We just have to understand what is the source and foundation of that joy and what it means to be joyful.  The presents – well, spoiler alert – the presents we give and receive are not the end goal of this season.  The social engagements and the obligations and the expectations that so many of us carry are not the reason for the season.  Like Linus says on the stage, the miracle of this season is the incarnation – it is Jesus, Emmanuel, God with us.  “That’s what Christmas is all about, Charlie Brown.”

Let me stop there for a moment.  Those words have become so familiar that they may have lost the ability to truly impact us; but think about what it means: God chose to be with us.  The creator of all time and space; the one who was, who is and always will be; the one who is sovereign over everything – this God chose – chose – to be with us. If you were God, would you want to be with us; would you choose to be with us?  Some of us, sure – but all of us?

When we are honest with ourselves, we know we want to be loved, but we also know we are not all that loveable.  If we take a hard look at ourselves from God’s perspective, we can see how our hands are dirty.  We know the sin in our lives – how we have chosen our own will over obedience to God or our own desires over loving our neighbor.  What would we do if we were God?

Yet look at what God actually did.  What does it mean to us for God to be with us?  How many of you remember the buzz about Elvis?  The Beatles?  Do you remember the concert footage of screaming fans, all reaching out their hands to be touched by these celebrities?  Can you picture the clips of them staring in amazement at their hands, “He touched me! He touched me!”  Brushes with “greatness” have a lasting impact on people and they remember those moment for the rest of their lives.

More so was Jesus.  Think of the more profound, permanent and eternal ways he touched lives: “Go and tell John [the Baptist] what you hear and see: the blind receive their sight, the lame walk, the lepers are cleansed, the deaf hear, the dead are raised, and the poor have good news brought to them.” (Matthew 11:4-5)  Brushes with Jesus had an eternal life-giving impact.  Or, as the Apostle John would later write, “In him was life, and the life was the light of all people.” (John 1:4)

                Looking Forward In Joy Through Hard Times

As we look back to remember how God did this in Jesus Christ, we also look forward to the time when He has promised to come again.  God has transformed history.  God has transformed creation.  God has changed things for you and for me.  Advent is a time of darkness in which we anticipate the coming of the light: when we focus on God’s story, on God’s activity, and on God’s word.  The source and foundation of our joy is God – it is not something we do or accomplish.  Joy is found in remembering what God has done, what God is doing, and holding onto what God has yet to do.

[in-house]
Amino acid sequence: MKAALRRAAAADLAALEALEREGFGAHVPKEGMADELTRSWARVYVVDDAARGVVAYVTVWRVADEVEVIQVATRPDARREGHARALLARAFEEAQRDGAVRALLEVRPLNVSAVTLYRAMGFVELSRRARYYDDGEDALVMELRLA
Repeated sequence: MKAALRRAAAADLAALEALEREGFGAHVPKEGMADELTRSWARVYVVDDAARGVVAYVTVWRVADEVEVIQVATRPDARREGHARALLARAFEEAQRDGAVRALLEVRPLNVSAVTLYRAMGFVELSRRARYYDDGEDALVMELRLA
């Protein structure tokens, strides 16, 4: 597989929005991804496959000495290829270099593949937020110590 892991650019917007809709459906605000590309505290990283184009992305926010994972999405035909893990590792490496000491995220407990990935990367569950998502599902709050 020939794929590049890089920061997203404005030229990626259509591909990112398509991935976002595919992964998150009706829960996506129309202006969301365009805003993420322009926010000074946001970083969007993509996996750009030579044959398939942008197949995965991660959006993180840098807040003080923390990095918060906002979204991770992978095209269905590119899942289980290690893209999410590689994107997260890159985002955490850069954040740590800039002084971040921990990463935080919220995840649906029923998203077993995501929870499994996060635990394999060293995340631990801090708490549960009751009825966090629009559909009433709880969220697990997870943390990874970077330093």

Do you trust God today?  Posed that way, of course we know the answer is supposed to be yes.  But do we?  Do we hold fast to the hope that God’s loving-kindness is for those who are in awe of him from generation to generation?  Are you living eternally, today?

Friends, in the midst of everything we perceive in the world around us, look and see: God has not abandoned us.  God has not given up on us.  God has not walked away from us.  He has given us hope, he has given us peace, he has given us joy.  He has given us Jesus.

Joy to the world! The Lord is come: Let earth receive her king; let every heart prepare Him room, and heaven and nature sing.

Joy to the world! The Savior reigns: Let us our songs employ; While fields and floods, rocks, hills and plains, repeat the sounding joy.

No more let sins and sorrows grow, nor thorns infest the ground; He comes to make his blessings flow far as the curse is found.

He rules the world with truth and grace, and makes the nations prove the glories of His righteousness and wonders of His love.

“Those who go out weeping, bearing the seed for sowing, shall come home with shouts of joy, carrying their sheaves.” (Psalm 126:6)

“For you shall go out in joy, and be led back in peace; the mountains and the hills before you shall burst into song, and all the trees of the field shall clap their hands.” (Isaiah 55:12)  The miracle of this season is the incarnation – it is Jesus, Emmanuel, God with us.  “That’s what Christmas is all about, Charlie Brown.”



O Come Let Us Adore Him


  1. Can you have joy if you are not happy?
  2. What is the joy that is set before us – the joy that made Christ willing to endure the cross?
  3. How can you live into joy now, even if you see your own dirty hands and struggle to understand how you are loveable?
  4. How can you live into joy now, even if times are difficult and challenging?